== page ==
Mexican Praline Ice Cream was inspired by the praline candies found at many Mexican restaurants in Texas. “There are many varieties of Mexican pralines sold throughout the United States,” Breed adds. “Our version has a taste similar to the leche quemada candy you find at the checkout counters at Mexican restaurants in our area. If you have never tried the candy, you should definitely have a bowl of the ice cream. It is really a great tasting flavor.” Leche quemada is a popular Mexican candy made of caramelized sugar and milk. It has a slightly grainy texture and is traditionally topped with pecans.

“A great-tasting flavor is always your goal when creating an ice cream,” says Breed. “Many times the health benefits are an added bonus. The nutritional benefits of ice cream are overlooked quite often, too. When something tastes as good as ice cream, it’s difficult to think it could possibly be healthy. We have several flavors that include nuts that are good for you, such as our Black Walnut, Pistachio Almond and Buttered Pecan ice creams.”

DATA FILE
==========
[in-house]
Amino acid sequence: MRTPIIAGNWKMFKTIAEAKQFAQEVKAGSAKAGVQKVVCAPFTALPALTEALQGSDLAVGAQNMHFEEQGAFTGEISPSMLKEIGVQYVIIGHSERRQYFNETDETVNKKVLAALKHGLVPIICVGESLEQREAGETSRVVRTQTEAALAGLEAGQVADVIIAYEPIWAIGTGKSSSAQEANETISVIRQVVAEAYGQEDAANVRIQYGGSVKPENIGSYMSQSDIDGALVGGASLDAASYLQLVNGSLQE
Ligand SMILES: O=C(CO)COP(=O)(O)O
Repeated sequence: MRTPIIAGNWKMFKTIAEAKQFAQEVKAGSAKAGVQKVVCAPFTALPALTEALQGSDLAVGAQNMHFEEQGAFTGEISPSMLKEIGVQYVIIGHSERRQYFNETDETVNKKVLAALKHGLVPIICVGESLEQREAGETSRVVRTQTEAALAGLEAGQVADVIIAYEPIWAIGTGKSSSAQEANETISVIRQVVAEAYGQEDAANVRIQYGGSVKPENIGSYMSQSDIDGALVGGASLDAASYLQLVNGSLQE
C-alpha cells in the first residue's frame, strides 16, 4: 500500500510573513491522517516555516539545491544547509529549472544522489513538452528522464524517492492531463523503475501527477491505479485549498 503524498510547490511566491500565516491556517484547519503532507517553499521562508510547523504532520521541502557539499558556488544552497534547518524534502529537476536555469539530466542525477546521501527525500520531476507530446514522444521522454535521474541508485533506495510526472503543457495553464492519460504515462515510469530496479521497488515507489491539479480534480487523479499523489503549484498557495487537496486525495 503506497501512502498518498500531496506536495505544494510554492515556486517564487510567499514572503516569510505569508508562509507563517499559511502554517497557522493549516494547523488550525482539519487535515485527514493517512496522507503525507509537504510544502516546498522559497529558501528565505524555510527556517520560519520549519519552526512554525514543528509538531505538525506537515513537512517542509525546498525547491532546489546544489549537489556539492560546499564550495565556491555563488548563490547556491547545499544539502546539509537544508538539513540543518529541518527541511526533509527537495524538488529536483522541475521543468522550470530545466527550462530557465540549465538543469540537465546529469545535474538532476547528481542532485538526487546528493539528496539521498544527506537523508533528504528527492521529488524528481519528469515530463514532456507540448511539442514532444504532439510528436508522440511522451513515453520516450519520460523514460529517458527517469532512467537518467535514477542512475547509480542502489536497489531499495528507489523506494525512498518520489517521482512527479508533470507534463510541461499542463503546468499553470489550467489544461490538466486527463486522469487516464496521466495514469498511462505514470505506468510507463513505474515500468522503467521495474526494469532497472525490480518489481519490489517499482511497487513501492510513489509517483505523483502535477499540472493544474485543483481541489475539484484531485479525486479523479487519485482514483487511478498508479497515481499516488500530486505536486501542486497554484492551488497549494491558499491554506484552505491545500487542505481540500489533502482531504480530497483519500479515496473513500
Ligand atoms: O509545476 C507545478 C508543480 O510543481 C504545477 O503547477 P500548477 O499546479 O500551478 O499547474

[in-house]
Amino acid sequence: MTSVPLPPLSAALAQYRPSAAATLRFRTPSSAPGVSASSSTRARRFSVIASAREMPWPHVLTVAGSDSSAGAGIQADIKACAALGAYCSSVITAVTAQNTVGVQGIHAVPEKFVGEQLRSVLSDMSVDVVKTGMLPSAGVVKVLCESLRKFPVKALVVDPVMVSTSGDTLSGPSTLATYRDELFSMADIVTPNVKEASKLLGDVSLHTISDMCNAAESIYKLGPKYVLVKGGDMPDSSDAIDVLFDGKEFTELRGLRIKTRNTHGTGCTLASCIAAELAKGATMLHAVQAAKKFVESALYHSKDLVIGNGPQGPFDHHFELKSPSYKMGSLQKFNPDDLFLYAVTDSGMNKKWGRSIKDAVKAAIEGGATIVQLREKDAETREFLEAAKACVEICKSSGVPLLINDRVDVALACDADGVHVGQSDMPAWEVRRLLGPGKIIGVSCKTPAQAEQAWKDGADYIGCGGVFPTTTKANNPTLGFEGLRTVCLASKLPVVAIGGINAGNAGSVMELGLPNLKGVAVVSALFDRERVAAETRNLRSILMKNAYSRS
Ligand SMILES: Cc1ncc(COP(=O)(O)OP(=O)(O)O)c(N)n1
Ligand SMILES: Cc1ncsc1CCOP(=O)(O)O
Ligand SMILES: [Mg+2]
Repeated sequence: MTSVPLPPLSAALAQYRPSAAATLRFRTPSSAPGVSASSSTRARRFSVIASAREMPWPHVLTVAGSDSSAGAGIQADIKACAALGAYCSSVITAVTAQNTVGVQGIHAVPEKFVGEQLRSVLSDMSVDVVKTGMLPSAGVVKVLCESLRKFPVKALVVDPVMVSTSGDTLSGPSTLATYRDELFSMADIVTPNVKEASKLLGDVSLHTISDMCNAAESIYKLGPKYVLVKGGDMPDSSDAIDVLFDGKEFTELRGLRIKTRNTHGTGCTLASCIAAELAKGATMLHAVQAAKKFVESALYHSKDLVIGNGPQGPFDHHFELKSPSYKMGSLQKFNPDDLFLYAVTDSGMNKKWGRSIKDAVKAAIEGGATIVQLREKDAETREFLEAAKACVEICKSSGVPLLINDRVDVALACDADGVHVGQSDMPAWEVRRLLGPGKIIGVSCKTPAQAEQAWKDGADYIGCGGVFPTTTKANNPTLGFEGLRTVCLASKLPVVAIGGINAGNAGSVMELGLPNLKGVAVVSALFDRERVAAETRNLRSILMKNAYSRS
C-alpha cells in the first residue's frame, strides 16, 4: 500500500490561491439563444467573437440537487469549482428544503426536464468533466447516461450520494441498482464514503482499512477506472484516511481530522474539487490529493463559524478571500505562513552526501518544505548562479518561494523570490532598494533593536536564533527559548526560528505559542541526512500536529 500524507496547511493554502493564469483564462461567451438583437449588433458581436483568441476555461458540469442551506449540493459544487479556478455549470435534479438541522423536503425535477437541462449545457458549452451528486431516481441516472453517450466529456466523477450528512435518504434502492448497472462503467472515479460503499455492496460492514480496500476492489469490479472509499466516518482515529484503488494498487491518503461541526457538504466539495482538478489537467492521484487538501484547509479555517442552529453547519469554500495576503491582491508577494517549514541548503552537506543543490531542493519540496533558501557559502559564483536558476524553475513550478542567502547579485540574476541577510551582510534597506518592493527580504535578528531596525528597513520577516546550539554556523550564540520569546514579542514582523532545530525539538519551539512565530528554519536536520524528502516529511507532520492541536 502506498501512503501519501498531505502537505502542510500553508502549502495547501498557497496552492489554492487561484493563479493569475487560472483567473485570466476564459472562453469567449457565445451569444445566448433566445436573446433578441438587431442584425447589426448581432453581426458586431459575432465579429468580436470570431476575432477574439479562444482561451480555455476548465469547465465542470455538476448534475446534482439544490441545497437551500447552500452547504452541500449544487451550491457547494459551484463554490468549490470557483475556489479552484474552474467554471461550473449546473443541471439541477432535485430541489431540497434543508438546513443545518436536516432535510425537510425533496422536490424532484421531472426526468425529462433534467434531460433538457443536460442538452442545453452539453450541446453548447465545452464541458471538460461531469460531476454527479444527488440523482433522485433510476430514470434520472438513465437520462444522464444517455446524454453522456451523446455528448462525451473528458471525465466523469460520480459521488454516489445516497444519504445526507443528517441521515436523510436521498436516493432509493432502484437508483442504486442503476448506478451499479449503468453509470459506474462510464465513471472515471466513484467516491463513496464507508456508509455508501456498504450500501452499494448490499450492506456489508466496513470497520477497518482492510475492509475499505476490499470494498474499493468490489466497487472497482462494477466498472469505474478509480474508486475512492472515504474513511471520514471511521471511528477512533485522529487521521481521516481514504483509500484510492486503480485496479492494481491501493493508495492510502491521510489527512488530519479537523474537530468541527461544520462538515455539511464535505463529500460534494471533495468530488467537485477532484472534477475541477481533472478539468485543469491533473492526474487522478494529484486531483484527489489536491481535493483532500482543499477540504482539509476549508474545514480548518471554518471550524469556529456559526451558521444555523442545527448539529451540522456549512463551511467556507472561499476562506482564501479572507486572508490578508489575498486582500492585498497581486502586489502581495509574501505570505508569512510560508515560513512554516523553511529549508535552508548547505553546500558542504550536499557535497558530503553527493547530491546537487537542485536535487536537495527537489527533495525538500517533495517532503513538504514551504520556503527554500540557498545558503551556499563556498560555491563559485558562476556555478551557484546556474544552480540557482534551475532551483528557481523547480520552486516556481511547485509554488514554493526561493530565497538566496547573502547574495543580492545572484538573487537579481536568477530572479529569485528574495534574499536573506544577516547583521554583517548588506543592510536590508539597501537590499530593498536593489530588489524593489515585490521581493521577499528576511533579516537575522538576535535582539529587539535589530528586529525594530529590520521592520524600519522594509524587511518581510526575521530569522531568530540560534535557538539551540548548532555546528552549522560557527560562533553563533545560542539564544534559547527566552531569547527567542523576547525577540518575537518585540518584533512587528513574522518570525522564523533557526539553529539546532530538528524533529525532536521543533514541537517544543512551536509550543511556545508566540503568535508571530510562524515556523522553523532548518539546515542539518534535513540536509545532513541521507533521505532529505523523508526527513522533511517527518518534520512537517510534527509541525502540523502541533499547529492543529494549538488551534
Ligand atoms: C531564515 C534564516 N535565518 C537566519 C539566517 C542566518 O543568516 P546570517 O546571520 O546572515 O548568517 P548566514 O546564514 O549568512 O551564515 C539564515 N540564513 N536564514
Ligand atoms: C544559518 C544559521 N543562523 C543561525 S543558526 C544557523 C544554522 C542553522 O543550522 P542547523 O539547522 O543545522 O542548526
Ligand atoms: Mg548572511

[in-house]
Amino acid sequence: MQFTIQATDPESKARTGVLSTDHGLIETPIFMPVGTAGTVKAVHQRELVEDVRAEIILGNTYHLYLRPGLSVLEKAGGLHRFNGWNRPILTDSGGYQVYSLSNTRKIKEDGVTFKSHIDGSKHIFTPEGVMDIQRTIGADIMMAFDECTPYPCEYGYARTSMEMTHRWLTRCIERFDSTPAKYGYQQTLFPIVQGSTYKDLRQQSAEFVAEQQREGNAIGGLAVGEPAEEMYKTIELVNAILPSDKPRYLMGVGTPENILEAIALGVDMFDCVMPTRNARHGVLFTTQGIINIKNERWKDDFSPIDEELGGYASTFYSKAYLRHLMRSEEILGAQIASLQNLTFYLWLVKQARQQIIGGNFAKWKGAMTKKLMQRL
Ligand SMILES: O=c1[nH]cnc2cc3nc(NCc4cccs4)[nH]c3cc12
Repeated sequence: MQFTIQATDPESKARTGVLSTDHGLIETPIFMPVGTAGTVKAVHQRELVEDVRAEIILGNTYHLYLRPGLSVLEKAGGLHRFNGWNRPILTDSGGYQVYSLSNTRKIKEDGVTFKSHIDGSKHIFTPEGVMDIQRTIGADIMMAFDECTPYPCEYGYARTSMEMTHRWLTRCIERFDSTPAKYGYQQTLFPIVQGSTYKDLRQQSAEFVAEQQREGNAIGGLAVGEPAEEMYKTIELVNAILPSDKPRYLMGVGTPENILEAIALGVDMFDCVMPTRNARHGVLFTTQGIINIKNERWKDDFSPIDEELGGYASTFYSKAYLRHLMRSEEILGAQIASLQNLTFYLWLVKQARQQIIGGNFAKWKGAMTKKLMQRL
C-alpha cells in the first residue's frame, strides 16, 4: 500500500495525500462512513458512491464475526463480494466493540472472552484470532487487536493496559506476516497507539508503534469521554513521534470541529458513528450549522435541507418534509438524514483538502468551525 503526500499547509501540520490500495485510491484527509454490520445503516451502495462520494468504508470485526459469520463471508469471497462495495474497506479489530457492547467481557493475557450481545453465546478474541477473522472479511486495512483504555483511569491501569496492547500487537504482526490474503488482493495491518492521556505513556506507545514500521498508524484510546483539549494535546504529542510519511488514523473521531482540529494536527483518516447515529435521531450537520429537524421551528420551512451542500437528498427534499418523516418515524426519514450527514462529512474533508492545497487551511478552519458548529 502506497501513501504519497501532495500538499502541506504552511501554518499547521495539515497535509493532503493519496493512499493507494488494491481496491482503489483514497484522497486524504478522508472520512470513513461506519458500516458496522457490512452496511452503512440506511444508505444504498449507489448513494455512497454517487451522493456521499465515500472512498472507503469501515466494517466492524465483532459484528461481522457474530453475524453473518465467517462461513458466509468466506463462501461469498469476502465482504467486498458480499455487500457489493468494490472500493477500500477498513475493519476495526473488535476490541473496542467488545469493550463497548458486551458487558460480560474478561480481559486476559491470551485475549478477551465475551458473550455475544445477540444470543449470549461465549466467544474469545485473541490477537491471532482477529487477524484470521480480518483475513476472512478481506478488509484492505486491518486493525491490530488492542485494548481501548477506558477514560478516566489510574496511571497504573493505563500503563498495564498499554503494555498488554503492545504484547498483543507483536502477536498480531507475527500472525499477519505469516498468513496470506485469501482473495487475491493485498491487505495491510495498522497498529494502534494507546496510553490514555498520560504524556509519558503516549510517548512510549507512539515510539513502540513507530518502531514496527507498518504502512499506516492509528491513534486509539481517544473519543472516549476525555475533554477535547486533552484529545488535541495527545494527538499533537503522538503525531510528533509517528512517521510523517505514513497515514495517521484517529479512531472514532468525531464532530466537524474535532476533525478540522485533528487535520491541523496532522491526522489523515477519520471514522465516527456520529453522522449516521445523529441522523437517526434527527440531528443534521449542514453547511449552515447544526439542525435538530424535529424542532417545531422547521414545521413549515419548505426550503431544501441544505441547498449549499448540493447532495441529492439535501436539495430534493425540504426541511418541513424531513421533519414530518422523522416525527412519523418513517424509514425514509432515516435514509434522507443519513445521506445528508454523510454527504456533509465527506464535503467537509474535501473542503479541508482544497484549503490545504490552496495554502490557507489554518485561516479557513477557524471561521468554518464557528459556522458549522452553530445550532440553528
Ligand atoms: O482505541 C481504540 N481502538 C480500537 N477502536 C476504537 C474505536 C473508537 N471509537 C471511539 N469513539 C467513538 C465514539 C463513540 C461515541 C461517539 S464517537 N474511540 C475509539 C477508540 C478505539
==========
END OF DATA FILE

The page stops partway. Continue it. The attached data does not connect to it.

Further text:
In the Philippines, Arcefoods introduces Supreme Coffee Crumble Ice Cream, which contains cashews, and Supreme Almond ‘N Chips, which, as the name suggests, contains almonds. What makes these ice creams unique to the American market is that they are made with buffalo milk and packaged in decorative copper-looking tins.

The nuttiest of them all comes from Hindustan Unilever, the global giant’s India division. New Kwality Wall’s Selection Fruit ‘N’ Nut Ice Cream features a creamy cheesecake-flavored ice cream base variegated with thick hazelnut sauce, raisins, roasted almonds and fine cashew nuts.

Go nuts - get nutty in 2010!